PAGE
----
SEM micrographs of fractured surfaces of Al6061 containing 1 wt.% CNTs are shown in Figure 5(a) at low magnification and in Figure 5(b) at high magnification. The morphology of fractured surfaces of the Al6061 containing 2 wt.% CNTs is presented in Figures 5(c) and 5(d). No clustering of CNTs was evident in the composite containing 1 wt.% CNTs. Pullout of CNTs from the matrix (indicated by arrow) due to fracture was noticed. However, clustering and poor dispersion of CNTs were clearly noticed in composite containing 2 wt.% CNTs as can be seen in Figures 5(c) and 5(d). Figure 6 shows SEM micrographs of CNTS reinforced Al2124 nanocomposites spark plasma sintered for 20 minutes at 400, 450, and 500°C under an applied pressure of 35 MPa. Good densification was achieved and not many pores are left after sintering Al2124 + 1 wt.% CNTs sample at 400°C as shown in Figure 6(a). Increasing sintering temperature to 450°C and 500°C slightly promoted densification as shown in Figures 6(b) and 6(c), respectively, and confirmed by relative density values presented below. Al2124 + 2 wt.% CNTs nanocomposite showed less densification compared with the one reinforced with 1 wt.% CNTs. Figure 6(d) shows a uniform distribution of remaining pores after sintering Al2124 + 2 wt.% CNTs sample at 400°C. The increase of sintering temperature to 450°C and 500°C improved densification as shown in Figures 6(e) and 6(f), respectively. However, complete densification of CNTs reinforced Al2124 nanocomposites; that is, 100% was not possible at 500°C.

fig5
Figure 5: SEM micrographs of fractured surfaces of Al6061 containing (a, b) 1 wt.% CNTs and (c, d) 2 wt.% CNTs.
fig6
Figure 6: SEM micrographs of Al2124 + 1 wt.% CNTs spark plasma sintered at (a) 400°C, (b) 450°C, and (c) 500°C and Al2124 + 2 wt.% CNTs spark plasma sintered at (d) 400°C, (e) 450°C, and (f) 500°C.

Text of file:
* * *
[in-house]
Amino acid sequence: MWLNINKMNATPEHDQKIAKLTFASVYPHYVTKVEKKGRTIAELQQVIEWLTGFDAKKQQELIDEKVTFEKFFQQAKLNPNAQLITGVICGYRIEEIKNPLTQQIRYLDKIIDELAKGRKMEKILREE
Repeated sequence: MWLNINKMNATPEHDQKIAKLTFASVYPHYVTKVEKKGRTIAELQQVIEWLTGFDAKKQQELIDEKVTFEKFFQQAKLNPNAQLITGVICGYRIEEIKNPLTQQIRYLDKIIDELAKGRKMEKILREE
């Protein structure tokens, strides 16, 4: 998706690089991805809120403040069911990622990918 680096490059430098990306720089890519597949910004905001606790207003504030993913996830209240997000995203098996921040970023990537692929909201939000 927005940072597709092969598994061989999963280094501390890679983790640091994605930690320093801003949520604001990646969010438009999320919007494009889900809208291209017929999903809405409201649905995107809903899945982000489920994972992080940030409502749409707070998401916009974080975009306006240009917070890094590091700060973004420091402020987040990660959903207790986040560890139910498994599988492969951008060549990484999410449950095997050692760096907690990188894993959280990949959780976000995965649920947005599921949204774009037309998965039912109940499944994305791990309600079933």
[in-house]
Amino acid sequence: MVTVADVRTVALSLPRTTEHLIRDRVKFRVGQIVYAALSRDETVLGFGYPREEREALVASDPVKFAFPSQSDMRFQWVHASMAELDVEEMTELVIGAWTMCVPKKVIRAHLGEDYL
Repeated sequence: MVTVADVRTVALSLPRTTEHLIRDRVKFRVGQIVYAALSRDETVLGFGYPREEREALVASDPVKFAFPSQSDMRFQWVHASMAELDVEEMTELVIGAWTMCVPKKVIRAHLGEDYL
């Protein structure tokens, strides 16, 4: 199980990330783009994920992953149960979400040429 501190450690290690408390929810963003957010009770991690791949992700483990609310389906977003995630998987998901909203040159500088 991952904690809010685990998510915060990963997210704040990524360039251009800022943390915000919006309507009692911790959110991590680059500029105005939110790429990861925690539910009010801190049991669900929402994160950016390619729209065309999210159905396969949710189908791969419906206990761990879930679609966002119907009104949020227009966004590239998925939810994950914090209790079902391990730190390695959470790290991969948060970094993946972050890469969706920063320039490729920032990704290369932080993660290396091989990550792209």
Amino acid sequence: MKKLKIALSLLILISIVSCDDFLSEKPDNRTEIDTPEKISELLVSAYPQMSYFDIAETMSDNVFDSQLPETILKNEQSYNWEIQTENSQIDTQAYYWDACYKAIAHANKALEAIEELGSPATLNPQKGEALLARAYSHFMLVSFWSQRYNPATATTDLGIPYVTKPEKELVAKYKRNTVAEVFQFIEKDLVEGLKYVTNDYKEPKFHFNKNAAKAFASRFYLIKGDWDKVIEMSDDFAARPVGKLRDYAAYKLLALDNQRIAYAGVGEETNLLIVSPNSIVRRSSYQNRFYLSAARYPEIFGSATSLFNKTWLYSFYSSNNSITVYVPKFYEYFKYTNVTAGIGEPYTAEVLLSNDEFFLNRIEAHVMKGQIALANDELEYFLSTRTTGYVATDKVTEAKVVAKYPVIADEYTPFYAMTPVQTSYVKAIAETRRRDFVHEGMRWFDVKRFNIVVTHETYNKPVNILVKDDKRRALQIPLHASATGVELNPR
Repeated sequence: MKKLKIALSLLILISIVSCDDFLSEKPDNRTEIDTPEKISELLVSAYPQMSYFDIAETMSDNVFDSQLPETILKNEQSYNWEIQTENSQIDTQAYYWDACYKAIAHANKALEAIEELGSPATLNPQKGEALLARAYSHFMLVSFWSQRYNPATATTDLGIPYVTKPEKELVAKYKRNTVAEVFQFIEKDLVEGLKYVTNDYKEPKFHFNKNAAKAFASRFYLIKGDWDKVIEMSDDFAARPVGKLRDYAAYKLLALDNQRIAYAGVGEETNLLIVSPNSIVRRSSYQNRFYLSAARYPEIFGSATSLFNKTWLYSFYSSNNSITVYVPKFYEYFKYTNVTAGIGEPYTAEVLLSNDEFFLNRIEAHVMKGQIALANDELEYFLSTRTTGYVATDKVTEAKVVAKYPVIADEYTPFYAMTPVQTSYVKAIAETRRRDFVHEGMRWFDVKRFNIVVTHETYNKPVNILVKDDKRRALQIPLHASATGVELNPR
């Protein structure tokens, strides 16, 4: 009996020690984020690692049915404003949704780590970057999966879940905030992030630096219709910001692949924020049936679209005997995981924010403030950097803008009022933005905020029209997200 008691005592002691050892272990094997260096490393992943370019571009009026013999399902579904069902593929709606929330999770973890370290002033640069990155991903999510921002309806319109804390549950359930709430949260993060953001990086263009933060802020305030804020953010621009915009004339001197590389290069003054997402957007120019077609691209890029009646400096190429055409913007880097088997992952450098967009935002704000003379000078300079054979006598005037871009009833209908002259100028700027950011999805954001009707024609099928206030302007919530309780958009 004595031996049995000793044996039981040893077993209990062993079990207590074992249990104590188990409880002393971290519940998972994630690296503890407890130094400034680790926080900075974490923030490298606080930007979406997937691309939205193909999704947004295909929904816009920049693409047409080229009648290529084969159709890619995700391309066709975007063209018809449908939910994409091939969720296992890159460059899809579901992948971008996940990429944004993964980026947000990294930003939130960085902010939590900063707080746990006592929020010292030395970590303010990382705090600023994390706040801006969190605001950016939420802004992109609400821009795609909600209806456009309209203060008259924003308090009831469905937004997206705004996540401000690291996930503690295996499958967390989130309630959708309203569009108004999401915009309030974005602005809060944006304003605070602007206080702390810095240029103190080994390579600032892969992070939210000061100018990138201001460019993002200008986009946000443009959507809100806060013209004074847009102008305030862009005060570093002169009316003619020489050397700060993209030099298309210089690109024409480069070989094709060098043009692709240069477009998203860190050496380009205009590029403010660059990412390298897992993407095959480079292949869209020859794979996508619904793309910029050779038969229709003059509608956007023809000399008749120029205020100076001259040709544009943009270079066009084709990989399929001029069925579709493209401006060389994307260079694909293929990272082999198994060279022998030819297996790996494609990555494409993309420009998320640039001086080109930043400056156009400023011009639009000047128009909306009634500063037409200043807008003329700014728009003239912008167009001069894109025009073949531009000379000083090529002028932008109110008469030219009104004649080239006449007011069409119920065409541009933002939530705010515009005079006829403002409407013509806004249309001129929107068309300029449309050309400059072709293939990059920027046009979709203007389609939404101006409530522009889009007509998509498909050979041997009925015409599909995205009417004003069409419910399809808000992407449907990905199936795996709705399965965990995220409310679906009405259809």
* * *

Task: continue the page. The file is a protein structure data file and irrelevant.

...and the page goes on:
The density of spark plasma sintered CNT reinforced Al6061 nanocomposites as function of CNT content and sintering temperature is presented in Figure 7. A relative density of 94.07% was achieved at a sintering temperature of 400°C for the Al6061 alloy and full density; that is, 100% was obtained at 450°C. For the Al6061 + 0.5 wt.% CNTs composite, a relative density of 95.31% was achieved at a sintering temperature of 400°C; increasing sintering temperature to 450°C increased the relative density to 97.24%. A further increase of sintering temperature to 500°C increased it to 100%. A relative density of 94.55% was achieved at a sintering temperature of 400°C for the Al6061 + 0.75 wt.% CNTs composite; increasing sintering temperature to 450°C increased the relative density to 97.16%. A further increase of sintering temperature to 500°C increased it to 100%. A relative density of 95.66% was achieved at a sintering temperature of 400°C for the Al6061 + 1 wt.% CNTs composite; increasing sintering temperature to 450°C increased the relative density to 97.68%. A further increase of sintering temperature to 500°C increased it to 99.21%. Full densification of this composite, that is, relative density of 100%, was not possible at a sintering temperature of 500°C. For the Al6061 + 2 wt.% CNTs composite, a relative density of 97.77% was achieved at a sintering temperature of 400°C; increasing sintering temperature to 450°C decreased the relative density to 97.35%. However, a further increase of sintering temperature to 500°C increased it to 100% and full densification was obtained at this temperature.